Kumamoto – Reconstruction in the wake of torrential rain in Kyushu has been hampered by a manpower shortage amid the novel coronavirus pandemic, with the region marking on Tuesday one month since the disaster that killed 76 people and left three others missing.
The hardest-hit prefecture of Kumamoto, where 65 people died and 1,408 were living in evacuation shelters as of Monday, has struggled to secure sufficient workers for recovery efforts, such as removal of debris, because it is only soliciting volunteers locally for fear of introducing the virus.
Both a public health nurse in his 30s, sent to Kumamoto from Takamatsu in Kagawa Prefecture to help check the health of residents at evacuation centers, and a Jiji Press photographer in his 30s who covered the natural disaster, tested positive for the virus in July.
On Tuesday, around 60 people mourned the victims by offering silent prayers in the village of Kuma, Kumamoto Prefecture, where 25 people died after a river flooded.
“We will promote the reconstruction with the help of many people,” Kuma Mayor Koichi Matsutani told officials.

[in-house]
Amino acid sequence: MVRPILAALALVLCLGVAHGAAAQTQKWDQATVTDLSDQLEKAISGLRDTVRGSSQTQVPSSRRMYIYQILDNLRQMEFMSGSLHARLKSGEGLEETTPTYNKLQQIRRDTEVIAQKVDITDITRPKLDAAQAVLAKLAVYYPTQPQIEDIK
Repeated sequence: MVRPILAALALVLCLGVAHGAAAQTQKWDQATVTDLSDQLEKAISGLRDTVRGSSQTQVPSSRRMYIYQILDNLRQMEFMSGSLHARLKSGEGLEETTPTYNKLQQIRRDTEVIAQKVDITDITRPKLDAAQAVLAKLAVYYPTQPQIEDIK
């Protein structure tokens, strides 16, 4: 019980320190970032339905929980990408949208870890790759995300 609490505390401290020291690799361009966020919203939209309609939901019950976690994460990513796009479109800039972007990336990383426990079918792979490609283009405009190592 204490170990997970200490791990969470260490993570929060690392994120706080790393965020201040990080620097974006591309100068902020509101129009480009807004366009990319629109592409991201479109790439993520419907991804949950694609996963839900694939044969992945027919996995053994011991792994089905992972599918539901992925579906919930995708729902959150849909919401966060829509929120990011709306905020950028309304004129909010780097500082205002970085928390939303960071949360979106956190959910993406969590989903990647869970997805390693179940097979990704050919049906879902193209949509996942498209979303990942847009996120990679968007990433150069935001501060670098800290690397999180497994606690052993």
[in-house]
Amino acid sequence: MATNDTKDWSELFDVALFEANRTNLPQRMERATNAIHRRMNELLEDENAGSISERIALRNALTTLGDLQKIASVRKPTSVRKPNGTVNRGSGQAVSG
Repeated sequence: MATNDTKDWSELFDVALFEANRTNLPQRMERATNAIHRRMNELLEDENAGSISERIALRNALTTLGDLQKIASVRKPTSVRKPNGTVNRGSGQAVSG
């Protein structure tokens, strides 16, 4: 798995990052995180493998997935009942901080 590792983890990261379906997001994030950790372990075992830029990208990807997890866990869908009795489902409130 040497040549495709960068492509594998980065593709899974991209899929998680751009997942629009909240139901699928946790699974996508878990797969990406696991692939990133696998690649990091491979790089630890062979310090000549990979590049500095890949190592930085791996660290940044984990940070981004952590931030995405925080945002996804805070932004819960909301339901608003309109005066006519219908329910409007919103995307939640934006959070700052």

Bereaved family members and others offered flowers for 14 residents of the Senjuen nursing home in the village who were killed after the Kuma River flooded.
The areas along the river were struck particularly hard by the heavy downpour that caused levees to break and swept away bridges and houses.
In the city of Hitoyoshi, also in Kumamoto Prefecture, where 20 people perished, Mayor Hayato Matsuoka told a disaster task force meeting, “We will devote all our strength and heart to removing the difficulties faced by survivors and stabilizing their livelihoods.”
Over the course of the long storm that battered a wide area of the country, a total of 82 people were killed and more than 17,000 houses in 34 of the nation’s 47 prefectures were damaged, according to a tally by the Fire and Disaster Management Agency.
Among them, 272 buildings were destroyed and 579 partially damaged, the agency also said.
The central government is planning to provide financial aid to some of the households whose residences were at least partially destroyed in the disaster, according to the Cabinet Office.
Local governors have asked the central government to expand the scope of its subsidies, as the current system only covers houses that are completely destroyed or severely damaged.